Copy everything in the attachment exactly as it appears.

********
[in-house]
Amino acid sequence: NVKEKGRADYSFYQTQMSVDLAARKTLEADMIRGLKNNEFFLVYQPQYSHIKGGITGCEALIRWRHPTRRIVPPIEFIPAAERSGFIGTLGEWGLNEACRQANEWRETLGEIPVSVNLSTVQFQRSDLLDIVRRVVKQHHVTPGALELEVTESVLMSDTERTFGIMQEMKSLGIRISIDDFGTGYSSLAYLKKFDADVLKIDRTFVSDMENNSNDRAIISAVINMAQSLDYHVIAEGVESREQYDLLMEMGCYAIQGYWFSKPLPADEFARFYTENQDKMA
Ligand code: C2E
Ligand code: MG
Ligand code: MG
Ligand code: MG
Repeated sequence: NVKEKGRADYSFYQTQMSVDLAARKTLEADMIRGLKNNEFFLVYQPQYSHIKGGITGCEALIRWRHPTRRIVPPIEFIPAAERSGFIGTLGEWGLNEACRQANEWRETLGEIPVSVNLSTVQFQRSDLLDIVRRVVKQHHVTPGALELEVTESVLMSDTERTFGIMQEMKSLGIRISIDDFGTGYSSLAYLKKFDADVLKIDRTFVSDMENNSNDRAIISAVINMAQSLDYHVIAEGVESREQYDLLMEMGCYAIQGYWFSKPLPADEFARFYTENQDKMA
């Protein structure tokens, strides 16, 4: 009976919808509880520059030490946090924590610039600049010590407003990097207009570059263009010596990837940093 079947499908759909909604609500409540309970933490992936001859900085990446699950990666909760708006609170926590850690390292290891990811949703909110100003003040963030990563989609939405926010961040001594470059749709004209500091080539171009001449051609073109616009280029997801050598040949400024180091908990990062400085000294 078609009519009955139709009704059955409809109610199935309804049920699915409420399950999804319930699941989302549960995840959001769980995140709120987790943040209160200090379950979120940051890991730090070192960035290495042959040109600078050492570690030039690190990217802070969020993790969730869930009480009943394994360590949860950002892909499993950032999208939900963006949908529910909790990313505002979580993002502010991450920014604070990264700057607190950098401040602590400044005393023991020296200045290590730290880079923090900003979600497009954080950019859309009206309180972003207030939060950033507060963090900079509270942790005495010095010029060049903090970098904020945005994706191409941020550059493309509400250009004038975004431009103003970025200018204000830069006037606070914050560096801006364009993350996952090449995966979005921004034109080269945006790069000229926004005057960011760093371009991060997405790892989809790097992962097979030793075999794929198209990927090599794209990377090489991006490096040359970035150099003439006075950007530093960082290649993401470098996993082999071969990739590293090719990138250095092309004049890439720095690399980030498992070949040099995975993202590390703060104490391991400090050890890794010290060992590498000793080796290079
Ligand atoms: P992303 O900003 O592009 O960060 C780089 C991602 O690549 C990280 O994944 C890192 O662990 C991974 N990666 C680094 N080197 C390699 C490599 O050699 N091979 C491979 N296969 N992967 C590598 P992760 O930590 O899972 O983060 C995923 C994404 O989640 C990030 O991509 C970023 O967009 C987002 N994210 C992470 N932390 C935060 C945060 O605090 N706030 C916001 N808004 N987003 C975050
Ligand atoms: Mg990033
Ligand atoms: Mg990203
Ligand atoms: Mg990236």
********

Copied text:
[in-house]
Amino acid sequence: NVKEKGRADYSFYQTQMSVDLAARKTLEADMIRGLKNNEFFLVYQPQYSHIKGGITGCEALIRWRHPTRRIVPPIEFIPAAERSGFIGTLGEWGLNEACRQANEWRETLGEIPVSVNLSTVQFQRSDLLDIVRRVVKQHHVTPGALELEVTESVLMSDTERTFGIMQEMKSLGIRISIDDFGTGYSSLAYLKKFDADVLKIDRTFVSDMENNSNDRAIISAVINMAQSLDYHVIAEGVESREQYDLLMEMGCYAIQGYWFSKPLPADEFARFYTENQDKMA
Ligand code: C2E
Ligand code: MG
Ligand code: MG
Ligand code: MG
Repeated sequence: NVKEKGRADYSFYQTQMSVDLAARKTLEADMIRGLKNNEFFLVYQPQYSHIKGGITGCEALIRWRHPTRRIVPPIEFIPAAERSGFIGTLGEWGLNEACRQANEWRETLGEIPVSVNLSTVQFQRSDLLDIVRRVVKQHHVTPGALELEVTESVLMSDTERTFGIMQEMKSLGIRISIDDFGTGYSSLAYLKKFDADVLKIDRTFVSDMENNSNDRAIISAVINMAQSLDYHVIAEGVESREQYDLLMEMGCYAIQGYWFSKPLPADEFARFYTENQDKMA
């Protein structure tokens, strides 16, 4: 009976919808509880520059030490946090924590610039600049010590407003990097207009570059263009010596990837940093 079947499908759909909604609500409540309970933490992936001859900085990446699950990666909760708006609170926590850690390292290891990811949703909110100003003040963030990563989609939405926010961040001594470059749709004209500091080539171009001449051609073109616009280029997801050598040949400024180091908990990062400085000294 078609009519009955139709009704059955409809109610199935309804049920699915409420399950999804319930699941989302549960995840959001769980995140709120987790943040209160200090379950979120940051890991730090070192960035290495042959040109600078050492570690030039690190990217802070969020993790969730869930009480009943394994360590949860950002892909499993950032999208939900963006949908529910909790990313505002979580993002502010991450920014604070990264700057607190950098401040602590400044005393023991020296200045290590730290880079923090900003979600497009954080950019859309009206309180972003207030939060950033507060963090900079509270942790005495010095010029060049903090970098904020945005994706191409941020550059493309509400250009004038975004431009103003970025200018204000830069006037606070914050560096801006364009993350996952090449995966979005921004034109080269945006790069000229926004005057960011760093371009991060997405790892989809790097992962097979030793075999794929198209990927090599794209990377090489991006490096040359970035150099003439006075950007530093960082290649993401470098996993082999071969990739590293090719990138250095092309004049890439720095690399980030498992070949040099995975993202590390703060104490391991400090050890890794010290060992590498000793080796290079
Ligand atoms: P992303 O900003 O592009 O960060 C780089 C991602 O690549 C990280 O994944 C890192 O662990 C991974 N990666 C680094 N080197 C390699 C490599 O050699 N091979 C491979 N296969 N992967 C590598 P992760 O930590 O899972 O983060 C995923 C994404 O989640 C990030 O991509 C970023 O967009 C987002 N994210 C992470 N932390 C935060 C945060 O605090 N706030 C916001 N808004 N987003 C975050
Ligand atoms: Mg990033
Ligand atoms: Mg990203
Ligand atoms: Mg990236």